By David Mc Williams
THIS is Enda’s eggshell referendum. For the Taoiseach knows all too well that there are few political minefields more lethal to the longevity of a government than a constitutional referendum and anything to do with children or family.
And so there was never any doubt that the wording of the Children’s Referendum would be meticulously picked over by legal-eagles for loopholes or for any hint of hubris before being unveiled — there couldn’t be the slightest suggestion that this was a charter for social-worker shock-troops to be able to snatch howling infants from their anguished mothers.
Lord knows, there are enough citizens cheesed off with the Government already, what with health cuts and household charges, without enraging a whole new swathe of voters by portraying themselves as something akin to the Child Catcher from ‘Chitty Chitty Bang Bang’.
Finally the wording was ready for release yesterday (though its moniker 42A sounds more like a bus than an amendment).
Enda, Eamon Gilmore and Children’s Minister Frances Fitzgerald all trooped into the press centre in Government Buildings before noon. The trio were at pains to emphasise the importance of the referendum……………………….
full article at source:http://www.davidmcwilliams.ie/2012/09/20/enda-praying-that-walking-on-eggshells-will-do-trick
I want to bring you up to date with our campaign to ensure that children who are in state care have a legal right to aftercare when they reach 18 years of age.
You will remember that we were lobbying hard under the last Government to get a legal right to aftercare included in the Childcare Amendment Bill. At the beginning of July, the new Government voted through the Childcare Amendment Bill – but without the change that would have made aftercare a legal right. Given the way that both Fine Gael and Labour supported this campaign while in opposition, this is very disappointing.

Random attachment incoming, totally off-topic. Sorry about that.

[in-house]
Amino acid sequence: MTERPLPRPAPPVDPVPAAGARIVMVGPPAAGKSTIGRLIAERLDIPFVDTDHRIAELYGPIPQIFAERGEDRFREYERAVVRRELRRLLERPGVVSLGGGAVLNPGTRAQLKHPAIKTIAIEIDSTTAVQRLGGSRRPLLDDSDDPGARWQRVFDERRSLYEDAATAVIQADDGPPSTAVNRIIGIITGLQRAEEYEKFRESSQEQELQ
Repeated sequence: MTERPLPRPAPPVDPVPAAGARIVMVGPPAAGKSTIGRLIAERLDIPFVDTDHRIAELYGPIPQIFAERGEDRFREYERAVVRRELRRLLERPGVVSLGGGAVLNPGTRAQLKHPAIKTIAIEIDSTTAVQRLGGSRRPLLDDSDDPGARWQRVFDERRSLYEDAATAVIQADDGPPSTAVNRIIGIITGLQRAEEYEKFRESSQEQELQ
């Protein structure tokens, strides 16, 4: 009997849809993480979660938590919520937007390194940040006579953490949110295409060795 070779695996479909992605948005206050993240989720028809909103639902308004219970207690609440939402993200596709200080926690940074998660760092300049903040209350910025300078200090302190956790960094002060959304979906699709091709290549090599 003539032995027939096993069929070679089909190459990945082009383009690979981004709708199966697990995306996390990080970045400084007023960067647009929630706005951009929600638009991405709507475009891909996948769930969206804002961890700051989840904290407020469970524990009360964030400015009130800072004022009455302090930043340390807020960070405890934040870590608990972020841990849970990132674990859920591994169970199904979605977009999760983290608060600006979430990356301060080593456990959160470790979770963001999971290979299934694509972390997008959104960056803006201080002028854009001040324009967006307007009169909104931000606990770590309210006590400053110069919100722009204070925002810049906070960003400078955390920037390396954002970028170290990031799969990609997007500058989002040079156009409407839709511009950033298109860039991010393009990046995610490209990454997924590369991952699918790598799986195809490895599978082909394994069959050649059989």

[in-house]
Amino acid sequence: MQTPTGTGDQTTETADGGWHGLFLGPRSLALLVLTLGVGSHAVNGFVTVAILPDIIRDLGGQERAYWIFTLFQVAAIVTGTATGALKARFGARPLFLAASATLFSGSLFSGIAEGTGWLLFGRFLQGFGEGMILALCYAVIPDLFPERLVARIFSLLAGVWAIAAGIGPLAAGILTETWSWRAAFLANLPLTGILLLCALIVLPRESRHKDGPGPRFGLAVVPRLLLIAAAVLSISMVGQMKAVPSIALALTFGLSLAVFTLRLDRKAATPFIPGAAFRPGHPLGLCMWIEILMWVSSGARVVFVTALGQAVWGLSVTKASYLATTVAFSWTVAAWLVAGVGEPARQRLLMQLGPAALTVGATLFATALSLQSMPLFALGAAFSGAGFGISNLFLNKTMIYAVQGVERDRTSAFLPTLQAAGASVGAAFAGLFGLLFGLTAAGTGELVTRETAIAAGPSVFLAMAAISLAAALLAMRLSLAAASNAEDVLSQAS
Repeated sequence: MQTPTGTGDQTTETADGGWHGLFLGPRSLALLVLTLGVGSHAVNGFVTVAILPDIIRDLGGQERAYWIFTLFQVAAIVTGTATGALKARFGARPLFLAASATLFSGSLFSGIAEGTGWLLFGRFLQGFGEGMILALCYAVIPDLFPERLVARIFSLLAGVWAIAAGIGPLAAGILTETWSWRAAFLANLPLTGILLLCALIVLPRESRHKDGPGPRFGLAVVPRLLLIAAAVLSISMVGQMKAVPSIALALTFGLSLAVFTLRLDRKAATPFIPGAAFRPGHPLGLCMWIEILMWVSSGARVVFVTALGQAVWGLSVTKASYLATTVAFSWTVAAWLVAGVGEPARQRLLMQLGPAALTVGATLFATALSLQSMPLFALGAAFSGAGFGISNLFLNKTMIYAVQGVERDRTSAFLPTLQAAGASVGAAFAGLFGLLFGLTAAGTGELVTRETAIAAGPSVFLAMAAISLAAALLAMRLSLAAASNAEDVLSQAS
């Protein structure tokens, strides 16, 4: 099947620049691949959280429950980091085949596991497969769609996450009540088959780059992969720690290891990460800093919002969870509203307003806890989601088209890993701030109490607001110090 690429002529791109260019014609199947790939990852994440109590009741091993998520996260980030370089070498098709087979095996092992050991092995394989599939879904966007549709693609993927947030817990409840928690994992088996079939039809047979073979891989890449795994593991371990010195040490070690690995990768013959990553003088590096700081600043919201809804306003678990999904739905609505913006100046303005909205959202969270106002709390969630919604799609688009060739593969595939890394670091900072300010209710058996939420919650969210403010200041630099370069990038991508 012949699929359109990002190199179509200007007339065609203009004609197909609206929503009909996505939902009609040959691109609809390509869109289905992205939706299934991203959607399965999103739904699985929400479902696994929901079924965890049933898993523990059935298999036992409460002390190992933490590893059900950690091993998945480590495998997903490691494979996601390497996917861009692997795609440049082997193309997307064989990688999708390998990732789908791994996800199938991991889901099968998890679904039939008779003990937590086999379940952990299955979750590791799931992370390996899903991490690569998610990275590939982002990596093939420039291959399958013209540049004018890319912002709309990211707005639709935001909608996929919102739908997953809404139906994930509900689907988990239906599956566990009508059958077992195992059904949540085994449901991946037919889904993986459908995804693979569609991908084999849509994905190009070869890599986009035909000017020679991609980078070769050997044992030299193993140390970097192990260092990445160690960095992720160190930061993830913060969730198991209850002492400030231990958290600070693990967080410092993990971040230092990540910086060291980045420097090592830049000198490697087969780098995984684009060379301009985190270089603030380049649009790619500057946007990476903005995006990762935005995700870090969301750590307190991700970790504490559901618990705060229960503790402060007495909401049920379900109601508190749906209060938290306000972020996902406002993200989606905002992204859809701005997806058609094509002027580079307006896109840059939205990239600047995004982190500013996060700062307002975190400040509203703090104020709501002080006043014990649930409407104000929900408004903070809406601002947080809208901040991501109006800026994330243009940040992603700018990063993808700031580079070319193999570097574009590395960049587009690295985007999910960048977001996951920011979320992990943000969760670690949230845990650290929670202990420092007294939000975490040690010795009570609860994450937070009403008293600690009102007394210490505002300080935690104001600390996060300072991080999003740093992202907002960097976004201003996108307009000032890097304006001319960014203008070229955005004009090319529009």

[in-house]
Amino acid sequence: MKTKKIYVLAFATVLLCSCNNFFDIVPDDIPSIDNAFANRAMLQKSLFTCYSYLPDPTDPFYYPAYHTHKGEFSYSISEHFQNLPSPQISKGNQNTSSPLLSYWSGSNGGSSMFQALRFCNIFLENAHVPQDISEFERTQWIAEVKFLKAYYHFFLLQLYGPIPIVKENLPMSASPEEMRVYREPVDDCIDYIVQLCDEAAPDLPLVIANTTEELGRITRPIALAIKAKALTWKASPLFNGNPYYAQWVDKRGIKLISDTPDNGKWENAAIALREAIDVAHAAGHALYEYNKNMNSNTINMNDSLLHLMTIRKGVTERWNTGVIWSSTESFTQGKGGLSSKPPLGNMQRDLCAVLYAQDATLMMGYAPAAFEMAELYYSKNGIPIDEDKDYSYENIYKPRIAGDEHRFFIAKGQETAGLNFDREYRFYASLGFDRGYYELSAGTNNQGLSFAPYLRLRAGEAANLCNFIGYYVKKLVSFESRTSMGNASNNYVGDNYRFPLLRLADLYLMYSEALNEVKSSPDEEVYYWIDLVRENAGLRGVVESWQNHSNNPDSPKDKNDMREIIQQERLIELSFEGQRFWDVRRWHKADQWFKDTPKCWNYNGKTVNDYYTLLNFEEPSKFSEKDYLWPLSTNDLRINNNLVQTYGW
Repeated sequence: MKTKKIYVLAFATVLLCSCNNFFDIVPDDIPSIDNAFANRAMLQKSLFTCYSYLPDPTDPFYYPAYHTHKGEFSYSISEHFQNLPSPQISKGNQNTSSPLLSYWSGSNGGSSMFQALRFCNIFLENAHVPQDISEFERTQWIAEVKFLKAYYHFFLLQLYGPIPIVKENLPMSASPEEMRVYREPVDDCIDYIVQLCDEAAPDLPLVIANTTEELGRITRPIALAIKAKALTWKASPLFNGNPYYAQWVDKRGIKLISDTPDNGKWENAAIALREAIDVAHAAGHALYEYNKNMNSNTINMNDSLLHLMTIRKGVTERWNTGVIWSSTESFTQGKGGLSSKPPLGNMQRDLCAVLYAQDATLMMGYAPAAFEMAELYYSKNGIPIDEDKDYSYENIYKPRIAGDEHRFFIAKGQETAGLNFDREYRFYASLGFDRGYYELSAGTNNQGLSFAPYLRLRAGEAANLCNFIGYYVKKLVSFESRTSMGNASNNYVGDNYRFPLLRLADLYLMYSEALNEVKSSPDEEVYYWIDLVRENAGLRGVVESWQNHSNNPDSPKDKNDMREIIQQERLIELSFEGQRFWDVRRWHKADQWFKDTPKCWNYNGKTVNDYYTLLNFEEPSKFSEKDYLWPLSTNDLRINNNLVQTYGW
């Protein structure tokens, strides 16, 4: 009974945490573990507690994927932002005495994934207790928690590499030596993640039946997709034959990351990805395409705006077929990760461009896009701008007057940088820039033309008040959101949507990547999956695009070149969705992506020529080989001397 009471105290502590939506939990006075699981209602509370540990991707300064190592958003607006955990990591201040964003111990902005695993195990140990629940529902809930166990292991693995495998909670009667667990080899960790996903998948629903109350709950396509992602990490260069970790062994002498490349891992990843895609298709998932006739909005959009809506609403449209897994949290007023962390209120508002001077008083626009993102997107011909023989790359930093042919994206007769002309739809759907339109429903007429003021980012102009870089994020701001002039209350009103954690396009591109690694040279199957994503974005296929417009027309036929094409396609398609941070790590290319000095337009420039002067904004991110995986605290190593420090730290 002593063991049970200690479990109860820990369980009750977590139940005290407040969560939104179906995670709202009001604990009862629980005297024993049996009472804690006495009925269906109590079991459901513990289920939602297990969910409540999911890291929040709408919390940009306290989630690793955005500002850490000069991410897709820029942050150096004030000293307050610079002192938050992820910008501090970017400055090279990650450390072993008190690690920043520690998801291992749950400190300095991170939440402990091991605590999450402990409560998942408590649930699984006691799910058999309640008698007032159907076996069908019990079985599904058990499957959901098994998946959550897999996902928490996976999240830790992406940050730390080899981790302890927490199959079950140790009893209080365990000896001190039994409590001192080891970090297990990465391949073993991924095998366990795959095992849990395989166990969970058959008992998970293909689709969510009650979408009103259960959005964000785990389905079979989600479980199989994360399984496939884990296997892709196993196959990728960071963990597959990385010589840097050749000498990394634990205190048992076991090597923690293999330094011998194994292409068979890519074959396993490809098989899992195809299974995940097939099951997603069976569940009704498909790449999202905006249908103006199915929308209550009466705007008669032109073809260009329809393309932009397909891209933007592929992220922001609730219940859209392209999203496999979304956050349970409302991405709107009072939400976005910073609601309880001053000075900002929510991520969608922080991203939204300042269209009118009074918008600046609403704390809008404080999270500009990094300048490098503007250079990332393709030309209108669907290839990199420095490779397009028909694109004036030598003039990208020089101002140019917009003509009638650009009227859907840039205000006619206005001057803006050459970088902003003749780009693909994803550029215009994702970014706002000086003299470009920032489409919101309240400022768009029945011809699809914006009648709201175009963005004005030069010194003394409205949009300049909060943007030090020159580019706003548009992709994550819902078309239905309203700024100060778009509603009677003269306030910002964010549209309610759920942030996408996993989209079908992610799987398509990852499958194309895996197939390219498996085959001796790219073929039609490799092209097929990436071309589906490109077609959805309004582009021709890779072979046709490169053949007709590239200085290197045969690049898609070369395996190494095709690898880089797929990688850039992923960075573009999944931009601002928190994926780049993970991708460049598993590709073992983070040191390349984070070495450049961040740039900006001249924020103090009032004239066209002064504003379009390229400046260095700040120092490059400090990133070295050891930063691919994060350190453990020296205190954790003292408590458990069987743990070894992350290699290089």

On the positive side the new Minister for Children, Frances Fitzgerald, made a commitment to the Dáil and Seanad that she would consider whether legislation to guarantee the right to aftercare is necessary. It is depressing to see her repeat the same tired words of former Minister Barry Andrews that la ws that say the HSE ‘may’ provide aftercare actually mean that they ‘shall’. But Minister Fitzgerald’s progessive action in bringing forward legislation in many other areas of child protection must give us hope that this area will not be neglected. She promised to consider this issue in the context of legislation establishing her own Department and we will be working to ensure the case is strongly put to her.
If you want to read more about the Aftercare issue click here and follow the link at the end of the text, or to go straight to our analysis of the Oireacthas debate and its implications here.
In co-operation with ‘Action on Aftercare’, we are now looking at the wider range of legislation on this issue which exists in Northern Ireland and oth er countries, with a view to convincing Minister Fitzgerald that a broader range of legislation is required to ensure provision of effective aftercare to all who need it. In the meantime, it would be a good idea to let Minister Fitzgerald know that we are disappointed that the incoming Government did not live up to its promises in opposition. You can mail her here.
Finally, if you want to keep up with the broad range of Focus Ireland‘s advocacy work on homelessness and social housing, please subscribe to our new ‘Advocacy Update’ e-zine here.
Director of Advocacy, Development, Communications and Research
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